Different browsers let you block ads in slightly different ways. We’ll give you detailed instructions on how to do this in Chrome and Firefox.
But first, if ads are popping up on your Android home screen, third-party apps are likely the culprit. So, how do you remove pop-up ads and notifications from your phone?
How to stop pop-up ads on Samsung
If you’re getting pop-ups on your Samsung home screen, swipe down after you get a notification to bring down the notification panel. Then long-press the notification to bring up App info. From there you can uninstall the offending app.
If you don’t want to uninstall the app, you can stop pop-ups from recent apps through settings:
Open Settings and select Notifications.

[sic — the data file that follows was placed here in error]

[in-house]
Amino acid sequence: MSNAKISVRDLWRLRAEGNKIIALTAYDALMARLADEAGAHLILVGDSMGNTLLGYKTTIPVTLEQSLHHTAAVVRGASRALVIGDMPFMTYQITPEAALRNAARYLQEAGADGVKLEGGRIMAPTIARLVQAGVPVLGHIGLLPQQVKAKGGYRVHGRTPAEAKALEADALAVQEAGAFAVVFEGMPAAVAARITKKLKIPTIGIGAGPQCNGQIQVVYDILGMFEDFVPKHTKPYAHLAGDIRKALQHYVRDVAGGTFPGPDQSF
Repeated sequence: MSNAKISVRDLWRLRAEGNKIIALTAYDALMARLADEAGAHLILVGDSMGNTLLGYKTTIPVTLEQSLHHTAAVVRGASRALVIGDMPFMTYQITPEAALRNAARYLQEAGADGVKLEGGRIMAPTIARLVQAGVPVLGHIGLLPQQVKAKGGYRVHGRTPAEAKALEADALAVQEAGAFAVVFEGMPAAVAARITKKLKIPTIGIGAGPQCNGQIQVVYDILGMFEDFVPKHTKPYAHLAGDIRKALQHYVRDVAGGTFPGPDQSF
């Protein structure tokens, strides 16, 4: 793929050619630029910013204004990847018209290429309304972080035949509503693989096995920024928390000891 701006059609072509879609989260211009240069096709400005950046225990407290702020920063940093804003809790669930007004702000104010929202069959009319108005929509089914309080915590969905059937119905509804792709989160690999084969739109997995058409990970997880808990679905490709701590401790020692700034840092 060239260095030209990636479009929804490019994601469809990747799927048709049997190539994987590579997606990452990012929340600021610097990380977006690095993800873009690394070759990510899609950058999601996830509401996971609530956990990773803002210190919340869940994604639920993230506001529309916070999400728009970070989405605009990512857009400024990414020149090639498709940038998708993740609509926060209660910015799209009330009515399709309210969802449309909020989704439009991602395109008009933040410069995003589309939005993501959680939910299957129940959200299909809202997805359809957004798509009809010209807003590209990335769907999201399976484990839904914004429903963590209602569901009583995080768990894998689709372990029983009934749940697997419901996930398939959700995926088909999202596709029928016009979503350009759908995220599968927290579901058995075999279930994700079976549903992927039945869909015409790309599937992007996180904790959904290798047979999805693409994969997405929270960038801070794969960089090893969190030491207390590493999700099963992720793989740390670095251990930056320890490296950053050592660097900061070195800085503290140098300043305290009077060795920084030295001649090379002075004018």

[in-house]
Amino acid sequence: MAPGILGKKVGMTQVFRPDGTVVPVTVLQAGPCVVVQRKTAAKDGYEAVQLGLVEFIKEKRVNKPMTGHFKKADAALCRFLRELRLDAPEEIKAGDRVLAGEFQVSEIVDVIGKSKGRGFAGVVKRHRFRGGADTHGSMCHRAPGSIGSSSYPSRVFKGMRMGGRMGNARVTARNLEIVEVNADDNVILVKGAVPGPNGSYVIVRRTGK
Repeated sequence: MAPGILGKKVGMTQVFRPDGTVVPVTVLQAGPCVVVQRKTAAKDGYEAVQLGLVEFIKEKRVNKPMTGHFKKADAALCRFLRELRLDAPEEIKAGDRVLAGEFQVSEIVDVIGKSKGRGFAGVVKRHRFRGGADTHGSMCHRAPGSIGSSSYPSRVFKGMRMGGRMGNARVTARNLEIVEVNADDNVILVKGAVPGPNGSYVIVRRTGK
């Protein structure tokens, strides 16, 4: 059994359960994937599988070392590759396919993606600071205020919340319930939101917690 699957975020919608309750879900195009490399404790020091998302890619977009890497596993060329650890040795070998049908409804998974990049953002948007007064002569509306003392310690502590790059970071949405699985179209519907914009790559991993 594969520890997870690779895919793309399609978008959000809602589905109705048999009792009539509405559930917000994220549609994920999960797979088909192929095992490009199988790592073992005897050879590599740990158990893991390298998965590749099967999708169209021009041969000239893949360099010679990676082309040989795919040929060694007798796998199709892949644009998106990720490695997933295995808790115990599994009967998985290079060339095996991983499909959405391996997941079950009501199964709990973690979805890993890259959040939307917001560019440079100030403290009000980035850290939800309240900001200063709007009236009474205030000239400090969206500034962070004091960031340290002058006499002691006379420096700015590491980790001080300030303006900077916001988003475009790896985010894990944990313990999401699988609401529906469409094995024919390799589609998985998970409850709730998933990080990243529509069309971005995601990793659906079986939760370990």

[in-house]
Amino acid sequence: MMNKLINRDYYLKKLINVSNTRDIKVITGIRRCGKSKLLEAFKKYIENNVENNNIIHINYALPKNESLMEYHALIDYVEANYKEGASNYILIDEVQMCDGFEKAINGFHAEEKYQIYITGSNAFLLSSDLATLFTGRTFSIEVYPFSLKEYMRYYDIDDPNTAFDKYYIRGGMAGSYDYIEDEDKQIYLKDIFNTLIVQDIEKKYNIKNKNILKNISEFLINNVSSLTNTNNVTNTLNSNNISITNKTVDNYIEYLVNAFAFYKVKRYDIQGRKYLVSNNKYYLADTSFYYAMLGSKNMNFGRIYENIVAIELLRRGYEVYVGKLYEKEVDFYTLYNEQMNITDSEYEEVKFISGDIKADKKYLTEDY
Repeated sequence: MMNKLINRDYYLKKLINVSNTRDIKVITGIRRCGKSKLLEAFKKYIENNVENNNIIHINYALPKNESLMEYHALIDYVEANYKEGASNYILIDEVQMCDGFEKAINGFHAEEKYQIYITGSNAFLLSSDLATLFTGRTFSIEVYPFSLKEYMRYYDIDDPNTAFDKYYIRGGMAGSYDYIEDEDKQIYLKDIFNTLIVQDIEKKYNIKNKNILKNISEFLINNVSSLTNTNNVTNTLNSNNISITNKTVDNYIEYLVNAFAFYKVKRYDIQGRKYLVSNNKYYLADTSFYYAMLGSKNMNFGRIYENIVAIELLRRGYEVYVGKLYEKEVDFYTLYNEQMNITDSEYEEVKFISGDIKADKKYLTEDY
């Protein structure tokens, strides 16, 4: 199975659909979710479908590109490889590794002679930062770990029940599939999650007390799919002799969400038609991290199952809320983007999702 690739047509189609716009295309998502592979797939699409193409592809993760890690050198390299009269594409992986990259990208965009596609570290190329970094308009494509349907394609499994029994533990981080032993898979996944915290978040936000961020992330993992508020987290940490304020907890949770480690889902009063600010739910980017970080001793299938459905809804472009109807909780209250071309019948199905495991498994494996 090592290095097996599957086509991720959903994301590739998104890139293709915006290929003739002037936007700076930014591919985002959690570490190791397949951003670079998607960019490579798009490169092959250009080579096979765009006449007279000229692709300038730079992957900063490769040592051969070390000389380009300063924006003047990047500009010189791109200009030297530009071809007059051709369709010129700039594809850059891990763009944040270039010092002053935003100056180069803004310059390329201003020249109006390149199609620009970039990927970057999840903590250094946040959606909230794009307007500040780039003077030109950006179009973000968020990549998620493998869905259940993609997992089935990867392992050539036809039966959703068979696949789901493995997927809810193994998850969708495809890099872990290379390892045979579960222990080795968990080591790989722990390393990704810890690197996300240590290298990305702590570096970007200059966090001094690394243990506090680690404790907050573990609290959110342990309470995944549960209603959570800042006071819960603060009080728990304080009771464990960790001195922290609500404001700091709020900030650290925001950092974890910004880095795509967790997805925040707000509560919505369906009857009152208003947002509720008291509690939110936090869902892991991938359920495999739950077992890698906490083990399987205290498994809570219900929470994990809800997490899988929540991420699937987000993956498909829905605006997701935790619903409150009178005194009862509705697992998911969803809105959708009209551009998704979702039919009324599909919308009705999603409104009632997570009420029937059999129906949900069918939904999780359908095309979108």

Tap App Notifications.
Filter the list by Most recent, then toggle off notifications for apps that are bothering you.
You can also go to Advanced settings to customize your notifications further.
Hopefully you never have to ask yourself "How do I stop pop-up ads on my Samsung?" again. If ads keep popping up on your Galaxy or other Samsung device, your phone may be infected with spyware, which can track your activity and send your data to advertisers. Learn how to remove spyware from your Android here.
Besides coming from third-party apps, pop-up ads on your Samsung can also come from the web. You can stop online pop-up ads from appearing on an Android in a browser like Chrome or Firefox.
How to stop pop-up ads on Chrome for Android
Here's how to stop pop-ups in Chrome on Android:
Open Chrome and tap the three dots menu on the upper-right. Go to Settings.
Tap Site settings.